Russian Commercial Banks

At the turn of the twentieth century, the Russian and the Japanese empires were in constant rivalry which culminated in the Manchurian conflict of 1905. Nowadays, the governments of the two countries have established partnerships in the fields of industry, finance, and technology. Compared to the banking system of Japan, Russia’s financial sector still appears somehow awkward, although it has undergone a considerable development during the past decade.

The Soviet financial system was a rather primitive mechanism, used by the state regime to exercise control over the country’s economy. At that time, Russia’s central bank was simultaneously the only commercial bank in the country. In addition to the state bank (Gosbank), the only two banking institutions existing in Russia (before 1987) were the Construction Bank, named Stroybank, which provided investment loans to legal entities, and the Foreign Trade Bank (Vneshtorgbank) which handled the financial transaction of the Russian companies, trading on the world markets.

With the wind of change starting to blow in Moscow between 1987 and 1988, Russia’s leader Mikhail Gorbachev issued a decree which stipulated that commercial banking was separate from Gosbank, while Stroybank and Vneshtrogbank were replaced by Agroprombank, financing the sector of agriculture; PromstroyBank, financing the sectors of construction and industry; and Zhilsotsbank, which provided credits that were intended for the social sector.

In the 1990s, the banking system in Russia was among the fastest changing components of the country’s economy. With the dissolution of the Soviet Union at the end of 1991, Gosbank terminated its existence and was replaced by the Russian Central Bank (RCB). RCB’s first chairman was Viktor Gerashchenko, whose name is associated with the so-called Black Tuesday, when the Russian Ruble suffered a severe devaluation on the exchange markets. At present, some of the central bank’s responsibilities include: exerting control over the country's supply of money, monitoring inter-bank transactions, implementation of the federal budget and taking care of Russia's foreign debt, as well as close monitoring of the foreign-exchange rate of the national currency. Because of its essential role in the country`s monetary policy, the central bank has always exercised a strong influence on the country’s economy.

The World Bank (WB) has provided assistance to the Russian government in the 1990s, in order to establish a core of largescale banks, which had to meet the criteria, set by the Bank for International Settlements. These criteria regarded the interest rates and the size of loans, the amount of the banks` capital base, and the amount of loan reserves which banks were required to maintain. In the long term, the entire banking system of Russia is expected to conform to the BIS standards.

Commercial banks started mushrooming in Russia with the fall of Communsim and by the end of 1995, their number was close to 3,000. However, most of the institutions were of small scale, and their financial reliability was dubious. Nowadays, the core of Russia’s commercial banking sector consists of large, viable, and highly-reliable banks.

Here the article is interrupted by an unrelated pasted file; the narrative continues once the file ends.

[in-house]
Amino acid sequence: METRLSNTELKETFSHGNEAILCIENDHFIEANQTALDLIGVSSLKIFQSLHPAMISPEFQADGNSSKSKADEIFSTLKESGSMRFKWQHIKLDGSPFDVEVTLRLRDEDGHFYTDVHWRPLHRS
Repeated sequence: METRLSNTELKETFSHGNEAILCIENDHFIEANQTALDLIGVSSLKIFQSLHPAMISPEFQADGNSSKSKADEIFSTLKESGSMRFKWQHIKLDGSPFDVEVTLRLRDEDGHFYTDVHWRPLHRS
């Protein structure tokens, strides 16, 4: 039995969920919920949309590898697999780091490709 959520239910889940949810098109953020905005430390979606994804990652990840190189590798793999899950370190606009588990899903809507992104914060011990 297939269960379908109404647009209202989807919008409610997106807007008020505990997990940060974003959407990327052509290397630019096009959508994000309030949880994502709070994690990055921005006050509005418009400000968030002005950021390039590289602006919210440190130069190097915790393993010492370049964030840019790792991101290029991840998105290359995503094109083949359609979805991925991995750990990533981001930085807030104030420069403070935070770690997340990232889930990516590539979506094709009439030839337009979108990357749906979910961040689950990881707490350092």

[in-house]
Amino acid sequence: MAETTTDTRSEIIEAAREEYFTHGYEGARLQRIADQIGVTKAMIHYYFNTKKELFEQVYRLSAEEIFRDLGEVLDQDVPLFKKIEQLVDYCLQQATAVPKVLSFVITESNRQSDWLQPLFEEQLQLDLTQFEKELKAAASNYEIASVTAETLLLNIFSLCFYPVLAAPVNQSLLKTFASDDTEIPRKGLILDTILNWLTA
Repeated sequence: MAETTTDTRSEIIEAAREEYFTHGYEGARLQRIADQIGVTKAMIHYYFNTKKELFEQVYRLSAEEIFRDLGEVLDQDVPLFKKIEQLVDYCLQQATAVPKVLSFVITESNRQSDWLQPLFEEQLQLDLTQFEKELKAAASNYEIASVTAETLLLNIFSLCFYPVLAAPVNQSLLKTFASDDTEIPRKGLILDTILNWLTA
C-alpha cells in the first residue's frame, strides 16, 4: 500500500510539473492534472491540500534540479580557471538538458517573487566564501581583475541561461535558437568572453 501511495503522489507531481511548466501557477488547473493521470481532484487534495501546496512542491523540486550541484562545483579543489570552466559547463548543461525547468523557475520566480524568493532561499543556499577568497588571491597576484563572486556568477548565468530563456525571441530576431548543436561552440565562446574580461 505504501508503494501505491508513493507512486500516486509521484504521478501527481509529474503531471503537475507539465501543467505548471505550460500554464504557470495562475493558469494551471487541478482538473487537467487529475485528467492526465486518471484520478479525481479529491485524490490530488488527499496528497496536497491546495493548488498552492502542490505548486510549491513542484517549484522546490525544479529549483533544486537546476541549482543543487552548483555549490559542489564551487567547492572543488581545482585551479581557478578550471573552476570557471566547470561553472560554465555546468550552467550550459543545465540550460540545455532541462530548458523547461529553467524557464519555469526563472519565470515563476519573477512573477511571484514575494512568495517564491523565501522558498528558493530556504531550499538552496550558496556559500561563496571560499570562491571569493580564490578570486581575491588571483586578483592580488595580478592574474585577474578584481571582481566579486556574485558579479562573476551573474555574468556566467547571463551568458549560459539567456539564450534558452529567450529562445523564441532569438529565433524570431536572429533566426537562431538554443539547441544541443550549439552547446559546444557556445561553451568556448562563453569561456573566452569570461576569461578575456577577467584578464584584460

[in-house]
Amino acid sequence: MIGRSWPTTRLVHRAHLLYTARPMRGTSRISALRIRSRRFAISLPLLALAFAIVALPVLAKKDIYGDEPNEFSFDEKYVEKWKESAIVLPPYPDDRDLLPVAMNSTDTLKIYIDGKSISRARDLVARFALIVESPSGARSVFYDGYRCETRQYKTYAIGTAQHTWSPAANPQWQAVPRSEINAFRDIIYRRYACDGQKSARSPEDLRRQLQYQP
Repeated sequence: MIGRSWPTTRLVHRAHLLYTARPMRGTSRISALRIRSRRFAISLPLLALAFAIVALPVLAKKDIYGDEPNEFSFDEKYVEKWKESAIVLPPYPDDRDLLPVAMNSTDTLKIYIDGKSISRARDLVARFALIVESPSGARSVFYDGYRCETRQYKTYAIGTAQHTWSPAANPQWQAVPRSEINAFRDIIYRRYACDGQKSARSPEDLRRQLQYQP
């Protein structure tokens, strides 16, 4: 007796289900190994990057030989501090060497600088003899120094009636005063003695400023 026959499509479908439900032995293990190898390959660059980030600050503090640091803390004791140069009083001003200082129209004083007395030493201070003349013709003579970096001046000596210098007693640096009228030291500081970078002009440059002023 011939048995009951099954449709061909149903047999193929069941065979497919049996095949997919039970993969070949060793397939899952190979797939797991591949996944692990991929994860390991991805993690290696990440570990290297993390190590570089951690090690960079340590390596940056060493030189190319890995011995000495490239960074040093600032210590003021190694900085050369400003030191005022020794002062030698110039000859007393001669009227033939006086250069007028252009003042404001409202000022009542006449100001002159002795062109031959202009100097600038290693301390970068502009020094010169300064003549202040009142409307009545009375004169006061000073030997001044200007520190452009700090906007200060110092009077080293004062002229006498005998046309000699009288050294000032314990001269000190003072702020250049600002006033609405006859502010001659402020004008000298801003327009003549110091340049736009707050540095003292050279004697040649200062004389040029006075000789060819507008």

The Soviet-era Savings Bank (Sberbank) is currently Russia’s strongest and largest commercial bank. Established back in 1841, the bank now has more than 265,000 employees and maintains the largest branch network with over 19,400 retail outlets across the country. At the end of the second quarter of 2009, Sberbank (listed on the Moscow Stock Exchange under SBER) accounted for over fifty percent of the retail deposits, holding a thirty-one percent share on the Russian loan market. Sberbank provides a full range of banking services, including various retail deposit products, retail and mortgage loans, bank payments and transfers, currency exchange, bank cards, traveller’s checks, mutual funds, and precious metal trading and deposits, online and mobile phone banking, and ATM facilities. To its corporate clients, the bank offers corporate deposits and loans, including loans in precious metals, such as gold, silver, and platinum and financing for manufacturing activities, along with brokerage services, and financing of investment and construction projects.

Established in 1990, Russia’s MDM Bank is a leading independent provider of integrated financial services, currently having more than ten thousand employees and a network of over 350 retail outlets in 160 cities. Since June 2009, the bank has started a merger with URSA Bank. Although the new bank will operate under MDM Bank`s brand name, the merger has been structured as acquisition of MDM by URSA. The new bank will be headquartered in Novosibirsk. MDM Bank has two main divisions: Corporate Banking & Investment Banking (CIB), coveting corporate and investment banking, financial markets, private banking, asset management and leasing, and Retail Banking business, offering everyday banking services to individuals, as well as banking solutions for small and medium-sized businesses.

Vneshtorgbank, existing now as VTB Bank, is one of Russia’s most reliable commercial banks, offering to its individual, corporate, and business clients the full scope of integrated banking solutions through its subsidiaries VTB 24 JSC (retail banking), VTB Corporate Banking and VTB Capital.

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